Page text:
3. You can’t have one without the other: The government, it seems, is quite keen on developing and using blockchain technology for various public purposes, such as maintaining land records, public health records, etc. However, the best use case of blockchain is cryptocurrencies. By banning one, there will be no innovation and test cases of blockchain in India.

It will be interesting to see how this pans out. My guess is that RBI will soon realise that it has no control over this and will backtrack on this move. However, it might have already set a bad precedent and the narrative that these are inherently dangerous and risky.

Cute Cats Are Good for Online Activism

Ever wondered how social media has helped activism in your country? Ethan Zuckerman, an American scholar and activist, coined the “Cute Cat Theory“. This helps make sense of why online movements succeed, especially once they are banished from the web by unhappy governments.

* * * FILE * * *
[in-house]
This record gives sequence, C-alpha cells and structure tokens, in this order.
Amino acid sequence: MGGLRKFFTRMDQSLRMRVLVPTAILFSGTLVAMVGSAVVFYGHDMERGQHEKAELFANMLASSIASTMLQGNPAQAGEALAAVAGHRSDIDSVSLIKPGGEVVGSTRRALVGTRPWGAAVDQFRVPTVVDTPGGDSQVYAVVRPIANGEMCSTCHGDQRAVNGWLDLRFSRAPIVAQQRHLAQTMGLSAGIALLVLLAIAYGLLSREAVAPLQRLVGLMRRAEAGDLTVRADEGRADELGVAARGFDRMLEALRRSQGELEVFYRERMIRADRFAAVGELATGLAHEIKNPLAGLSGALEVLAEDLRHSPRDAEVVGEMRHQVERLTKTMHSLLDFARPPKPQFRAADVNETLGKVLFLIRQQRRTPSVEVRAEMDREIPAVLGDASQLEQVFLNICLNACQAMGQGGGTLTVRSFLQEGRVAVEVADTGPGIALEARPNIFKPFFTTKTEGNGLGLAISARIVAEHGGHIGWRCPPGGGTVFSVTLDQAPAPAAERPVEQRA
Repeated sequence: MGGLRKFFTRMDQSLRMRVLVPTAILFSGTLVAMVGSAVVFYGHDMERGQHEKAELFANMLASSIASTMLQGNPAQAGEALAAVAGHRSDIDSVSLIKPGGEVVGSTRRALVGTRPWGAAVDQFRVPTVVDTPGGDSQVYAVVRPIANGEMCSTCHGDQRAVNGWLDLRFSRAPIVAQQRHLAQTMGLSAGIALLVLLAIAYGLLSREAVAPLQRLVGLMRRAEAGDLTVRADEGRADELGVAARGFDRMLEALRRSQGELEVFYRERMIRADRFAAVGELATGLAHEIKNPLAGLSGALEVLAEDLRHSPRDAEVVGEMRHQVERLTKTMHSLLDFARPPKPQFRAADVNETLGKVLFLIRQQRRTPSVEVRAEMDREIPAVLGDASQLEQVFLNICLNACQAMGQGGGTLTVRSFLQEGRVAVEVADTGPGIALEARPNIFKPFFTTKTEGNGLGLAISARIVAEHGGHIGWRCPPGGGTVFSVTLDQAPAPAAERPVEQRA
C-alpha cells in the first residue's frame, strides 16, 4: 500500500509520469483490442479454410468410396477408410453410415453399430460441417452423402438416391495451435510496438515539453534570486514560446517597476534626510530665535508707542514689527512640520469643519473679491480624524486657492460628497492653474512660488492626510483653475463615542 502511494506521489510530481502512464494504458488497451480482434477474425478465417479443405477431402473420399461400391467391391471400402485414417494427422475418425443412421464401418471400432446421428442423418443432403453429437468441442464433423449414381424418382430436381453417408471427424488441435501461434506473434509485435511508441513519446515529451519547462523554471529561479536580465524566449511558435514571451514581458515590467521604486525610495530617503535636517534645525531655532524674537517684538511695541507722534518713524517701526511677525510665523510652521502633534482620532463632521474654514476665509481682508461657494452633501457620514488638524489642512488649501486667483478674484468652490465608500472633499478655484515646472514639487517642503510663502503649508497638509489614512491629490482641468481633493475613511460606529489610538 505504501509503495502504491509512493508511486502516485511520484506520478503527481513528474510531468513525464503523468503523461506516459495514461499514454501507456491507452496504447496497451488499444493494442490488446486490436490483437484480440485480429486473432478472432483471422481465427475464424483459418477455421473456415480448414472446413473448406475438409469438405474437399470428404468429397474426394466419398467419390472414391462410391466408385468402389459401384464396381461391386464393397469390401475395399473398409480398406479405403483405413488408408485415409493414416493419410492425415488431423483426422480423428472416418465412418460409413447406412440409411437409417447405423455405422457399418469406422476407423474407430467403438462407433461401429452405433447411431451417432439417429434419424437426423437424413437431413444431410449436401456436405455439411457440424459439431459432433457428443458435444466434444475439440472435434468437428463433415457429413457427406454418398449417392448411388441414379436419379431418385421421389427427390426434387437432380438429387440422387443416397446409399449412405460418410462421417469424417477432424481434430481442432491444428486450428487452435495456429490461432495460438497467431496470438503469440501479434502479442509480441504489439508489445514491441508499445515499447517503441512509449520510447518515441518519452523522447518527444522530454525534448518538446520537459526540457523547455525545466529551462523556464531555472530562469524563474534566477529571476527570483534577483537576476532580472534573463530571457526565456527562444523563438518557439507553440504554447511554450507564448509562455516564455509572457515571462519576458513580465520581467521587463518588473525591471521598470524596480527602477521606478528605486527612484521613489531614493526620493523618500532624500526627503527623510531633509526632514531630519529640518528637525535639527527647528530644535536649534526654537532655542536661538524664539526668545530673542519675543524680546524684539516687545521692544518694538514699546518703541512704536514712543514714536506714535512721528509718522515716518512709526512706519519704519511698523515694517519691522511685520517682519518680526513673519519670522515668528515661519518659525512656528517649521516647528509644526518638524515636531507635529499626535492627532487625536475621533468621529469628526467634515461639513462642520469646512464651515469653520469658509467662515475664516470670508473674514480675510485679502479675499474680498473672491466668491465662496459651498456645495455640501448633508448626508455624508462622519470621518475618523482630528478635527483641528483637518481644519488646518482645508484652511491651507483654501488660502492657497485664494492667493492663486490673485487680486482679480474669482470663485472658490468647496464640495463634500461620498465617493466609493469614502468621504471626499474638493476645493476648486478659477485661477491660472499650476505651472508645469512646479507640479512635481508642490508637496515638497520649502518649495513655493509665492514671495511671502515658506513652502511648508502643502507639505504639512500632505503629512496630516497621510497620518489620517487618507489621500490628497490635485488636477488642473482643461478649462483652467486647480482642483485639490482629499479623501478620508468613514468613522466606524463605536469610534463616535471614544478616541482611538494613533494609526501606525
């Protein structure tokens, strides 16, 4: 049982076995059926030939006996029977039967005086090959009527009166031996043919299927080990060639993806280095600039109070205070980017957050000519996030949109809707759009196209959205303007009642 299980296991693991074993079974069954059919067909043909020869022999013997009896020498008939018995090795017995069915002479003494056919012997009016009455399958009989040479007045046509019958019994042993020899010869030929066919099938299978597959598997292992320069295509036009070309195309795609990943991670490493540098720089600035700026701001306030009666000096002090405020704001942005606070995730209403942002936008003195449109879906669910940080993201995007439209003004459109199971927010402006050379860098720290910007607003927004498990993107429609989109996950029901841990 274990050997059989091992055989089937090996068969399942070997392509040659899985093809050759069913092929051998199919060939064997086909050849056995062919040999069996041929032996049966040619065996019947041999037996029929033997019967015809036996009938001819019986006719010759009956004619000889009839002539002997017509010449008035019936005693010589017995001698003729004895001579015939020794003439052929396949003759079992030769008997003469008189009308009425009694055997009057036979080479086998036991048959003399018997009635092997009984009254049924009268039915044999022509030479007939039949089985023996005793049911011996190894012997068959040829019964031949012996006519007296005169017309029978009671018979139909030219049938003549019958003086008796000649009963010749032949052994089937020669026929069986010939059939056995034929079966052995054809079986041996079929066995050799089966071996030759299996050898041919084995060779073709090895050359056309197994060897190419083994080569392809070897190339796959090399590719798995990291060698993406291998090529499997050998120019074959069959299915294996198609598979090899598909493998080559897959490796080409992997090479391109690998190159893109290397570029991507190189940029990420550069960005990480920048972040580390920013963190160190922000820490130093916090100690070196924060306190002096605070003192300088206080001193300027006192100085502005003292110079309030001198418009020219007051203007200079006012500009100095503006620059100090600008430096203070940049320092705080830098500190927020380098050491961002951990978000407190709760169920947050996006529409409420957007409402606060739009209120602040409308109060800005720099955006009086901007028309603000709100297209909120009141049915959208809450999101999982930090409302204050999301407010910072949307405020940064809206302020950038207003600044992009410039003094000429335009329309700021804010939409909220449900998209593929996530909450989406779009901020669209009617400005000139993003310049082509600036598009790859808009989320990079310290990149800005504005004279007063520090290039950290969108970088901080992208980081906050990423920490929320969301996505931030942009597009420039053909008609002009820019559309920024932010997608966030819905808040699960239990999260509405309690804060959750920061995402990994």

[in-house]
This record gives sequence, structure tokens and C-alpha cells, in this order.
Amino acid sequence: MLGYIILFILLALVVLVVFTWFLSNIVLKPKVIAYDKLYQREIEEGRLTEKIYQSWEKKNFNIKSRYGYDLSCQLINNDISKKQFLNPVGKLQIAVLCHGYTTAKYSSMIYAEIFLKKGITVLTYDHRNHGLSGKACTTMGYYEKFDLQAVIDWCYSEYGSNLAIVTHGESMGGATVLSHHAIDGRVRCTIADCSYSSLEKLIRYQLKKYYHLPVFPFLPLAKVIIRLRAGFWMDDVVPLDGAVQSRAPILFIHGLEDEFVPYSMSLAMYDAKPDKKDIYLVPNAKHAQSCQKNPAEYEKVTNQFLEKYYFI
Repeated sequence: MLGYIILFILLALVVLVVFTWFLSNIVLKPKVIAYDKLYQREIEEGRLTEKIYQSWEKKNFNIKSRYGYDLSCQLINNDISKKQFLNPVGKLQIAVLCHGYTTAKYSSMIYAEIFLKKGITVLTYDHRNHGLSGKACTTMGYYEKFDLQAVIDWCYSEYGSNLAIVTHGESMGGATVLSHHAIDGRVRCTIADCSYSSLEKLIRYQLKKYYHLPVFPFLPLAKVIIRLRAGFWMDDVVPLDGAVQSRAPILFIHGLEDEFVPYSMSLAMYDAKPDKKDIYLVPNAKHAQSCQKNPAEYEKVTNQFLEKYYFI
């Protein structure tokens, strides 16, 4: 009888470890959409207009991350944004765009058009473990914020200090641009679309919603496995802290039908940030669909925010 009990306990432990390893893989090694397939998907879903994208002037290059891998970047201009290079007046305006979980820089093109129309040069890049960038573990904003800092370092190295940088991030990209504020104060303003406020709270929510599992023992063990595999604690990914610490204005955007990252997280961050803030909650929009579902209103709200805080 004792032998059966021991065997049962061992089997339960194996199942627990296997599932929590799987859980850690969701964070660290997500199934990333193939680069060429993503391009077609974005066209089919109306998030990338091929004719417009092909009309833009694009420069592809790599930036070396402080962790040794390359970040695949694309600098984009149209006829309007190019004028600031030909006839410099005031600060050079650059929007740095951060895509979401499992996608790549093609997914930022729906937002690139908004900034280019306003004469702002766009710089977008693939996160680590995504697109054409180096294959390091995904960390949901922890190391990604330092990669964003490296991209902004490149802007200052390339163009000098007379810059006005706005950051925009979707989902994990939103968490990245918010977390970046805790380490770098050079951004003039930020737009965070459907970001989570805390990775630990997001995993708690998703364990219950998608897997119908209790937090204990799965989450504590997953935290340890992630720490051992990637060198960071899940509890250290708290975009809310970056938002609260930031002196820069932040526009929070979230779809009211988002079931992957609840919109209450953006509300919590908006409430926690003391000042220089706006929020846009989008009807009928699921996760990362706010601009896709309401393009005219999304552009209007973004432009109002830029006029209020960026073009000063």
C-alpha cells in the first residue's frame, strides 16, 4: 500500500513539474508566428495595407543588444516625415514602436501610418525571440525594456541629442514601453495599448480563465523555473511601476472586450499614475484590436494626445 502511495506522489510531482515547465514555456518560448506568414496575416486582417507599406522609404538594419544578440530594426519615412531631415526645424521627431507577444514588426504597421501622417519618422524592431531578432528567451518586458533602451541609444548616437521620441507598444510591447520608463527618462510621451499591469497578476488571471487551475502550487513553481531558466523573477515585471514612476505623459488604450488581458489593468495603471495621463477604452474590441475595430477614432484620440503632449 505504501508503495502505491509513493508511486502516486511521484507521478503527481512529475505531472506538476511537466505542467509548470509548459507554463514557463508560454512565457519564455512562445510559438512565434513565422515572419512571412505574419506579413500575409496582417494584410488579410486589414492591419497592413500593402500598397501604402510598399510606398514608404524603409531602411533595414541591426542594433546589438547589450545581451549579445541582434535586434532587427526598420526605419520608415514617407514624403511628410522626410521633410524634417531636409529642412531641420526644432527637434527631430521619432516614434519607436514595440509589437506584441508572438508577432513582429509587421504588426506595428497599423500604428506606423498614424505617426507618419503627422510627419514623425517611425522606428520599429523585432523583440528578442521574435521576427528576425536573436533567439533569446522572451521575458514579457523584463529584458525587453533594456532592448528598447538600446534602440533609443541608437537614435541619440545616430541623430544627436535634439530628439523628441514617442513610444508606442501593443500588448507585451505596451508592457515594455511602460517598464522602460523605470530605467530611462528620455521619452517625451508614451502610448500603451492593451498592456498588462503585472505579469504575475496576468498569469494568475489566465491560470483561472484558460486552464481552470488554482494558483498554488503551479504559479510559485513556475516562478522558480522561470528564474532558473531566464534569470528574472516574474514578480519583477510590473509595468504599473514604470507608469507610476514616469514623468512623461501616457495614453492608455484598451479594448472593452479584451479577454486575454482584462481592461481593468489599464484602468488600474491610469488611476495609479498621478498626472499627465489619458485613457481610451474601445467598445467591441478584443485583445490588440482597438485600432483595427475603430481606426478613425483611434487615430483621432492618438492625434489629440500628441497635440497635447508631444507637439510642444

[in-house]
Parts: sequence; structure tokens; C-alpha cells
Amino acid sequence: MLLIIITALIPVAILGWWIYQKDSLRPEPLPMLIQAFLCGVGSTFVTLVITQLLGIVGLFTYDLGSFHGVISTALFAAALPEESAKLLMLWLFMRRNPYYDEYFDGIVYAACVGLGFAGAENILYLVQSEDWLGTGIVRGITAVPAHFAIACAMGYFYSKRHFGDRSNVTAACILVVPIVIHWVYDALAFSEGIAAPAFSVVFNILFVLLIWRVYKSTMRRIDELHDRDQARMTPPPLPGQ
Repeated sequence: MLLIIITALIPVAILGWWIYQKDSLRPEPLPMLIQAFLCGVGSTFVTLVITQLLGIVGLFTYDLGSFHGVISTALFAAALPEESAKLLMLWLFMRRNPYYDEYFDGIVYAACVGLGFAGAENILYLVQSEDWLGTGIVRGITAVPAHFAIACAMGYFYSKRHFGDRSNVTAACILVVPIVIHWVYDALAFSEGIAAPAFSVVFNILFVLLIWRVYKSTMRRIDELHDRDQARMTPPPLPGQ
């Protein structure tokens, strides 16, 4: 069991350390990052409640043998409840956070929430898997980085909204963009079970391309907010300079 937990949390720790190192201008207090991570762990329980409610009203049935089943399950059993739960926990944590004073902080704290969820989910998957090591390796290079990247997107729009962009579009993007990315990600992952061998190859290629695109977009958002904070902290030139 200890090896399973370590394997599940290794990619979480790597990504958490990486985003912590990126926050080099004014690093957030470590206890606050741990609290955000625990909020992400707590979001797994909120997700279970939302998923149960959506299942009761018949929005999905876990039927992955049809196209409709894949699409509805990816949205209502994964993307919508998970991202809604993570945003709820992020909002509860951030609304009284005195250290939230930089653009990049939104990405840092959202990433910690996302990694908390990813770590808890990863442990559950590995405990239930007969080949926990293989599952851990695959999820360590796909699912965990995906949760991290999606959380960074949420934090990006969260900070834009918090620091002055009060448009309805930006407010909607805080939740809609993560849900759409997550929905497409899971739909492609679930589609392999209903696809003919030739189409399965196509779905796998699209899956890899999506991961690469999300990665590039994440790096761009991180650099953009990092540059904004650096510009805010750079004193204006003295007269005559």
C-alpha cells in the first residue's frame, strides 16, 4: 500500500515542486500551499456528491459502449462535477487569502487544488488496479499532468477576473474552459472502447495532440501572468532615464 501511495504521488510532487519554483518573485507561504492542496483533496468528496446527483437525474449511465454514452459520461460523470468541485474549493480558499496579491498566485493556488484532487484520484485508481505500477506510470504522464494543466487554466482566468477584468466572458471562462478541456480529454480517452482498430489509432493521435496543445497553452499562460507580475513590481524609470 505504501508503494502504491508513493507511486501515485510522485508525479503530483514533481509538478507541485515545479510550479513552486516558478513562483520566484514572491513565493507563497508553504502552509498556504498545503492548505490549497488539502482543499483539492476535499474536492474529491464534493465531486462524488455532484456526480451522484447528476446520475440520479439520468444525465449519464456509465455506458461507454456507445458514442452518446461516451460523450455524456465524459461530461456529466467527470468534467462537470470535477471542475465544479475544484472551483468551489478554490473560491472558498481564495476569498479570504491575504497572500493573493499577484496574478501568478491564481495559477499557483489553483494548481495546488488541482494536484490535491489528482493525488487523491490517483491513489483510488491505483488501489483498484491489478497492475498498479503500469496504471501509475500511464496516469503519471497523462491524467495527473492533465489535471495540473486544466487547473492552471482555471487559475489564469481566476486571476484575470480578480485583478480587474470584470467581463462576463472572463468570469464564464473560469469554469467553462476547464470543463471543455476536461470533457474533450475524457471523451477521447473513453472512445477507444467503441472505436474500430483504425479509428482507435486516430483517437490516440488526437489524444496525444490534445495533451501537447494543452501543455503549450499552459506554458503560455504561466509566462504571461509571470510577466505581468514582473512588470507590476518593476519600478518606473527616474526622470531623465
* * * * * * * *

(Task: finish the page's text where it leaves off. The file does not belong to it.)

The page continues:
According to this theory, social media is the best stage for activists to rally the masses for a political cause – exactly because the people who visit these websites are there to browse mindless content and not to rage against the system. Digital activists can use these platforms to have easy access to generate mass awareness, and also not be targeted by the government for posting unwelcome content.

And so, although a majority of us who visit Facebook do so to stay connected with our friends or to browse cute cat videos, digital activism is likely to get more traction on these platforms than anywhere else on the web.

Story time!